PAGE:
Teaching Geography with Children’s Literature: I Lost My Tooth in Africa


“My dad says if you lose a tooth in Africa and put it under a gourd, you will get a chicken from the African Tooth Fairy.”

So begins I Lost My Tooth in Africa, a delightful story written by 12-year-old Penda Diakité and illustrated by her father, Baba Wagué Diakité.  Penda grew up in Portland, Oregon,  but her father was born in Mali.  Every year, Penda and her family travel back to Africa to visit her father’s family in Mali.  Inspired by the true story of her younger sister, Amina, Penda masterfully crafts a suspenseful charming story about losing a loose tooth on a trip to Mali.  The story is full of rich cultural details and subtle information about how location and physical surroundings impact how families live.   Beautiful ceramic-tile illustrations support the story-line and add additional information about the climate, clothing, food, housing, recreation, and community relationships in Mali.  The book also includes a world map depicting the “two days, three planes, and three different continents” required to travel from Portland to Mali.  The book closes with a glossary of Bambara words (the national language of Mali), a recipe for African Onion Sauce, and the words to Grandma N’Na’s Good Night Song. Appropriate for pre-K through third grade, this book is a wonderful way to introduce the influences of location and place on culture.

Curriculum Connections

This lively children's book provides a fantastic opportunity to engage early elementary students in introductory geography and the different ways that location, climate, and physical surroundings affect the way people meet their basic needs: food, clothing, and shelter (1.6). By using a relatable experience like losing a tooth, teachers can guide students in a discussion of the differences and similarities between the cultures of this Mali community and the community in which they live as well as the geographical reasons for some of those differences. Specific questions for consideration include:

  • Where is Mali?
  • What is the climate like in Mali?
  • What are the physical surroundings like?
  • What types of clothing do the characters wear?
  • What kinds of foods do they eat?
  • What activities do the children participate in on their trip?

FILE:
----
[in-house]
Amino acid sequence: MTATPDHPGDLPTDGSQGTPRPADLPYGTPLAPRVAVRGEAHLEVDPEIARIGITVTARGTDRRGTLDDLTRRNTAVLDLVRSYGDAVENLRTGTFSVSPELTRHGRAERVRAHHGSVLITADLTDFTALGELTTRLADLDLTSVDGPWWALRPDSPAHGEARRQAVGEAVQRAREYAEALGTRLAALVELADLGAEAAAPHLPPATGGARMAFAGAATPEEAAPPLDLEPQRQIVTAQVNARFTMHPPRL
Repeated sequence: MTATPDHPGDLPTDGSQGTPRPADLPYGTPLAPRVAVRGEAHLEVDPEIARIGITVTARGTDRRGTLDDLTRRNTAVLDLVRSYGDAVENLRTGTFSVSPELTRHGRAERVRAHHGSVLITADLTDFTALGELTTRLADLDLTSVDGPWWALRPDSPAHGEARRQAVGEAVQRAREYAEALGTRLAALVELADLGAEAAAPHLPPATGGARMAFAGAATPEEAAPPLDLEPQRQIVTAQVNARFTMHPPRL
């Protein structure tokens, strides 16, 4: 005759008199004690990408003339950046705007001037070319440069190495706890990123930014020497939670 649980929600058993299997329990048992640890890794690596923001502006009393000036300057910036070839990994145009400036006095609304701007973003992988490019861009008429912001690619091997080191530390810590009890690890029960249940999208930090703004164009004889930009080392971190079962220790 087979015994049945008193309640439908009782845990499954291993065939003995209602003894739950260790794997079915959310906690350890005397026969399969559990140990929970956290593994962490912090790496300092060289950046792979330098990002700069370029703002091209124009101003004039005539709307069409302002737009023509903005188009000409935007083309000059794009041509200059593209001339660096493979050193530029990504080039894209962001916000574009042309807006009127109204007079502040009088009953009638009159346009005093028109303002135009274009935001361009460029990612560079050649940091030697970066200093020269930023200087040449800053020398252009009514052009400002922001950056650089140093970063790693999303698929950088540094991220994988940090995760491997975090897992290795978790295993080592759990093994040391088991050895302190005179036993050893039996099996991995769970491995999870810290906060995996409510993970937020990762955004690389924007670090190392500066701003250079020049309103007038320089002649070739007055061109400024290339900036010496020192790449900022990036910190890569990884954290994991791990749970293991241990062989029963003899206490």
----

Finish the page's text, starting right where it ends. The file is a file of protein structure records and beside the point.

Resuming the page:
• What animals do they see?
  • What types of shelters are in the story?
  • How do these details compare with how and where you live?

In addition, the inclusion of a world map at the beginning of the book, provides an opportunity for teachers to make a connection between places referenced in stories and where they take place in the world (K.4).

Additional Resources

  • Kameshi Ne Mpuku: An African Game – Children's games are typically reflective of the environment where they are created.  This lesson plan and accompanying activity helps children to understand the similarities and differences between an African game and those that they might play on the playground at their school as well as the impact that location has on recreation.
  • Political Map of Africa – This map can be used for coloring and identifying the location of Mali as well as the general biomes of the continent.
  • Africa Savanna – This lesson plan highlights key characteristics of the African savanna where Bamako, Mali is located.  Understanding more about the climate, vegetation, and animal life of this part of Africa is important for understanding why the foods, building materials, and clothing in the story might be different from one part of the world to another.

Book: I Lost My Tooth in Africa
Author: Penda Diakité
Illustrator: Baba Wagué Diakité
Publisher: Scholastic Press
Publication Date: 2006
Pages: 32
Grade Range: PreK-3
ISBN: 0439662265

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